Ethanol, the substitute for gasoline that in the United States is largely derived from corn, is hot. Statistics from the Renewable Fuels Association show that production doubled between 2002 and 2006, from 2.1 billion to 4.9 billion gallons, allowing the United States to surpass Brazil as the Saudi Arabia of ethanol. When the 86 plants under construction today are completed, American production capacity will top 13 billion gallons per year. In his most recent State of the Union address, President Bush called for the United States to produce 35 billion gallons of renewable fuels in 2017.
Any rapidly growing, paradigm-shifting industry is bound to engender both enthusiasm and resistance in roughly equal amounts. And the prospect of using grains, which have generally been cheap in this country, as a replacement for fossil fuels, was bound to excite hope and ruffle feathers. After all, while farmers and ethanol-plant investors will profit, companies and industries that rely on cheap grains, or that produce and distribute fossil fuels, face serious disruption. And so, before it has even emerged as anything more than a marginal contributor to supply—ethanol accounted for about 1.25 percent of gasoline use last year—a full-fledged ethanol backlash is underway. The squawks of protest arise not just from oil companies. They're coming from economists, environmentalists, poverty fighters, and science nerds. Meet the ethanol-skeptics.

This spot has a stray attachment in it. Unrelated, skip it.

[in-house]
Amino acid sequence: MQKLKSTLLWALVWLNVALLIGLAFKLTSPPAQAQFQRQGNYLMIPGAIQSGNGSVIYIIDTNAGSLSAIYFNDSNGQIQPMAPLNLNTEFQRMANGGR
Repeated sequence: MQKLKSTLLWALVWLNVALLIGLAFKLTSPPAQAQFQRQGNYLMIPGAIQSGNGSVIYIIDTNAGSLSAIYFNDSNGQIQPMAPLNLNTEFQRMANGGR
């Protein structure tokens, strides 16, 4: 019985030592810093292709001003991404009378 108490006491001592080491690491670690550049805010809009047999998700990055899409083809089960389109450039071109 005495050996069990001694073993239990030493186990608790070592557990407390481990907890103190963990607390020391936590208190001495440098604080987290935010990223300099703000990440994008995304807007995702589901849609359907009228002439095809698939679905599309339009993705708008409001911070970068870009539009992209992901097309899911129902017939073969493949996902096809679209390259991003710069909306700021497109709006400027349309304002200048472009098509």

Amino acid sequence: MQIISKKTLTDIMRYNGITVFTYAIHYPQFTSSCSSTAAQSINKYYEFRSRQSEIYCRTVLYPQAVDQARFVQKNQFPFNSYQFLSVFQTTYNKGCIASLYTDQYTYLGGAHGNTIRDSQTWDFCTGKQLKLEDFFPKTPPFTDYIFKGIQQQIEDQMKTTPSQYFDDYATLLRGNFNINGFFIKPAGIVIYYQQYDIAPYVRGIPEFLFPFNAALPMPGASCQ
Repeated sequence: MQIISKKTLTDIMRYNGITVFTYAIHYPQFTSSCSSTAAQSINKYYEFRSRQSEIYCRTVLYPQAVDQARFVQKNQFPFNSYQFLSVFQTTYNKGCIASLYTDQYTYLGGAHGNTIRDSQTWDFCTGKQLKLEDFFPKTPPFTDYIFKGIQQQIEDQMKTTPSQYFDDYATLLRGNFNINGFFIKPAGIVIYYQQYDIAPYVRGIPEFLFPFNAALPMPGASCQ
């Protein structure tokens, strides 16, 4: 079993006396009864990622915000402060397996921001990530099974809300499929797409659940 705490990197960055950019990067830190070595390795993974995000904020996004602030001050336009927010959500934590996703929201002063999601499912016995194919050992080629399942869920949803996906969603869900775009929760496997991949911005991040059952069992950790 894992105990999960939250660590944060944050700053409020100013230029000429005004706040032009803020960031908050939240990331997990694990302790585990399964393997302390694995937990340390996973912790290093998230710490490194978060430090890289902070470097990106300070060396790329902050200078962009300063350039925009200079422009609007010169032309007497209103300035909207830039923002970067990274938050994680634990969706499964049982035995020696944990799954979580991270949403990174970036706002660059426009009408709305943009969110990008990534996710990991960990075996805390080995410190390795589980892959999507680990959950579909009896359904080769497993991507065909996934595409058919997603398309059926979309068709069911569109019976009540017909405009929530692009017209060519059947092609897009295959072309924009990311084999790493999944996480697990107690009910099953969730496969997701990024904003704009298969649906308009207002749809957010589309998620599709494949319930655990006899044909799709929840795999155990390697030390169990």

Inflation hawks. Economists and analysts have been quick to note (subscription required) that using corn to make gasoline is contributing to the greatest macroeconomic evil: inflation. Indeed, energy and food now constitute a positive feedback loop. The high and rising energy prices—according to the Bureau of Labor Statistics, energy prices rose in the first half of this year at a 27.8 percent annual rate—contribute to high food prices in two ways. It makes farming, food production, and food distribution more expensive, and it encourages more people to use grains like corn to make ethanol, which also drives up corn prices. (Here's a chart of corn futures and a chart of wheat futures.) As the consumer price index shows, in the first half of 2007, food costs rose at a 6.2 percent annual rate.
Poverty activists. Inflation in food prices can inflict severe damage on the poor, who already spend a larger chunk of their income on food than the well-off. It's possible that America's hunger for gasoline could exacerbate hunger in Africa. Earlier this week, Josette Sheeran, an official of the U.N.World Food Program, told the Financial Times that rising global grain prices, which can be attributed in part to rising ethanol production, may force it to scale back relief efforts in places like Chad, Niger, and Mali. They are confronting a doubling of corn prices in some countries, Shareen said. "In a world where our contributions are holding fairly steady, this [cost increase] means we are able to reach far less people."